Space isn’t the answer

Of course, when it comes to improving student wellbeing, just having data about the spaces students use is most certainly not going to be enough. Data on how students interact with online systems and services, the resources they engage with, all provide a wealth of engagement data. We know that engagement is one measure that universities can look at to understand if there is a story behind a student’s dis-engagement with the university and work to improve that student’s wellbeing.

As Jisc’s Andrew Cormack and Jim Keane said in their recent blog post on data governance,

If their new university does not use data intelligently to improve their day-to-day experience, students could be disappointed, which reflects badly on the institution.  

Universities should reflect on all the data they collect, and decide what the data can tell them about the student experience, and importantly what interventions they need to make to positively impact on student wellbeing. Running out of coffee isn’t the end of the world, but combine many small negative impacts on the student experience, students will not be happy and wellbeing could suffer as a result.

Read Jisc’s framework and code of practice for data-supported wellbeing – which outlines how to promote ethical, effective, and legally compliant processes that help HE organisations manage risk and resources.

Review time – Weeknote #193 – 11th November 2022

I had my quarter one review this week, I had a productive review meeting with my line manager. I have made good progress against my objectives for this year. I was commended for the content of the review document. This is of course quite easy to fill, as I use JIRA and Confluence to plan and implement my objectives. In addition, I have these weeknotes to refer to for other things I have done. I also made use of the blog posts I published this quarter in addition to the weeknotes. I am reminded though I have published less this quarter than I have in previous quarters, so time to get that typewriter out and get typing.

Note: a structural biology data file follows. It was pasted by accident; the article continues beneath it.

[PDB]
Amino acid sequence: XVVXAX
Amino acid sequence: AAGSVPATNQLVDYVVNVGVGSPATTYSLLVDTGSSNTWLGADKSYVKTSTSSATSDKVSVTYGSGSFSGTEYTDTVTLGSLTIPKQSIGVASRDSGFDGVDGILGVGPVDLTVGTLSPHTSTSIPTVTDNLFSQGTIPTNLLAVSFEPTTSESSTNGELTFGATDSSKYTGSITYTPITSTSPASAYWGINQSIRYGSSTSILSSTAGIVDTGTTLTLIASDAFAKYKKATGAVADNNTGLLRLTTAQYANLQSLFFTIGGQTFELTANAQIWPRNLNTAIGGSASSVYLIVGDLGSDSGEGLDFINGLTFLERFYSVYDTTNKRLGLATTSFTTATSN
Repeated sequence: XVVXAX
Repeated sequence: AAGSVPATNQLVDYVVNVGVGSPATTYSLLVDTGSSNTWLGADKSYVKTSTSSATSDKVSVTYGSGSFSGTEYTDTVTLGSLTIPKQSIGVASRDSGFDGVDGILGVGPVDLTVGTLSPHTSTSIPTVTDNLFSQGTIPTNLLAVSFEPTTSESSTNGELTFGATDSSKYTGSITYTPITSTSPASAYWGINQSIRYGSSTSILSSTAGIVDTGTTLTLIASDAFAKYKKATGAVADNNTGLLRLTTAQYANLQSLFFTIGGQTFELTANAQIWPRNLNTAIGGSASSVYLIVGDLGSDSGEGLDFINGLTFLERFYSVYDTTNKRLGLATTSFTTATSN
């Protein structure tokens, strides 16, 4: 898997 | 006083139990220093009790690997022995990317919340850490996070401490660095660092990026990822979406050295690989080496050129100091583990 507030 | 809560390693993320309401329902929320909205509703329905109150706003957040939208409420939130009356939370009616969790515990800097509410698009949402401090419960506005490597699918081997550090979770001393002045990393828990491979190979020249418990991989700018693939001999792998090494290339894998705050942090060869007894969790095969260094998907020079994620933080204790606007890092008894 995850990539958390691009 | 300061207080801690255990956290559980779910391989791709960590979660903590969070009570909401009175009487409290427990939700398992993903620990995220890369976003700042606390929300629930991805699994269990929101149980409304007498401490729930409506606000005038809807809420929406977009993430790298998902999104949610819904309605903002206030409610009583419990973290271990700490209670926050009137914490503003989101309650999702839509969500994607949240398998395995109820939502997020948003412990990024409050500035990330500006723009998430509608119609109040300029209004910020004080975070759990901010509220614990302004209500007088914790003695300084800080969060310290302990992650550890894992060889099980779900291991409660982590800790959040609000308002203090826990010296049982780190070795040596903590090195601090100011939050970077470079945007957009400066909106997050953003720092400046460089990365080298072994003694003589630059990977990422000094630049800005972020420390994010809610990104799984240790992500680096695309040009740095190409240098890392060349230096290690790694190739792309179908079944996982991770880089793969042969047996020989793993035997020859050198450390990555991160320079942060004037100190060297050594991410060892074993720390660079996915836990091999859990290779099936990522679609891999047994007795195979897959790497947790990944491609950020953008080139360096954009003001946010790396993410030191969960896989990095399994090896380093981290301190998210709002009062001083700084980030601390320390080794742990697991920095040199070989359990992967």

Typewriter
Image by Patrik Houštecký from Pixabay

Elon Musk started to impact on the Twitter, so much so that lots of people were talking about moving off the Twitter and onto other similar services, with Mastodon getting much of this traffic. We had some discussions about Mastodon at work. I went out and created an account on mastodon.cloud and then discovered I had already created an account before, well back in August 2018, on mastodon.social. So, I went back and deleted the new account and started to use the original account.

Though I had been on Mastodon since 2018 the recent influx has got me back on the app. Though my stream of stuff is mainly people telling people how to use Mastodon and what and what not to do. Reminds me of Twitter in 2009 when there was a similar level of new users starting to use that service.

We had a sector strategy meeting to discuss future strategy and planning.

lecture theatre
Image by Wokandapix from Pixabay

Had a learning spaces meeting with our Advice Team on their forthcoming project on learning spaces. Gave background to the scoping work we did last year and provided insights into their brief.

Had a Funders and Public Affairs catchup meeting.

Chaired our bi-weekly HERLT meeting – as we develop the ways in which we work, this was an useful exploration of the purpose, function and need for the meeting. It raised a lot of questions over what and when we discuss activity across the directorate. I do feel we need to reflect on the spread and breadth of what we do and how we incorporate that into our future meetings.

Had an excellent discussion on the concept of a teaching and learning service wrapper for Content & Discovery. Reflecting on an offer for members and customers that incorporates community, advice & guidance, thought leadership, other (transformative) content, different audiences across an institution and reflecting about what this could look like. Next step may be to workshop this into a plan of action.

Had a meeting with a university where we discussed the history of Jisc’s previous work in the intelligent campus space. We explored what Jisc is currently undertaking in the smart campus space.

campus
Image by 小亭 江 from Pixabay